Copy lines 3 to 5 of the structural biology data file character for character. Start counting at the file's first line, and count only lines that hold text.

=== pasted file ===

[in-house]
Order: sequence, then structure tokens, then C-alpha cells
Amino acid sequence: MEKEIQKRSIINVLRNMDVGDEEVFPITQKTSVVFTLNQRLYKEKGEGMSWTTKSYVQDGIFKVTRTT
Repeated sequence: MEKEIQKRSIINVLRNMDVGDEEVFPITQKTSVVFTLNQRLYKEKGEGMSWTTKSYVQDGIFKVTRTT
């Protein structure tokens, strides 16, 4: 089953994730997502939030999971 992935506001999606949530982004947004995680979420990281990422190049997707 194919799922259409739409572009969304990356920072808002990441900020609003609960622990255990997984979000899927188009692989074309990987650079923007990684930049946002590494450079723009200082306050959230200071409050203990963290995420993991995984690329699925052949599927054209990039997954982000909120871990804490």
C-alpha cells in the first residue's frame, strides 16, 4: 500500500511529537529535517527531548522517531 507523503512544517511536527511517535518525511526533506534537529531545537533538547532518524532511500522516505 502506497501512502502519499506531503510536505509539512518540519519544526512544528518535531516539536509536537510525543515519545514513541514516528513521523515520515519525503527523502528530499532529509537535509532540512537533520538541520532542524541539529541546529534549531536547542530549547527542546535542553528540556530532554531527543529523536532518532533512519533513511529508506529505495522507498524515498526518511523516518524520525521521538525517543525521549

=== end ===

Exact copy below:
Amino acid sequence: MEKEIQKRSIINVLRNMDVGDEEVFPITQKTSVVFTLNQRLYKEKGEGMSWTTKSYVQDGIFKVTRTT
Repeated sequence: MEKEIQKRSIINVLRNMDVGDEEVFPITQKTSVVFTLNQRLYKEKGEGMSWTTKSYVQDGIFKVTRTT
């Protein structure tokens, strides 16, 4: 089953994730997502939030999971 992935506001999606949530982004947004995680979420990281990422190049997707 194919799922259409739409572009969304990356920072808002990441900020609003609960622990255990997984979000899927188009692989074309990987650079923007990684930049946002590494450079723009200082306050959230200071409050203990963290995420993991995984690329699925052949599927054209990039997954982000909120871990804490």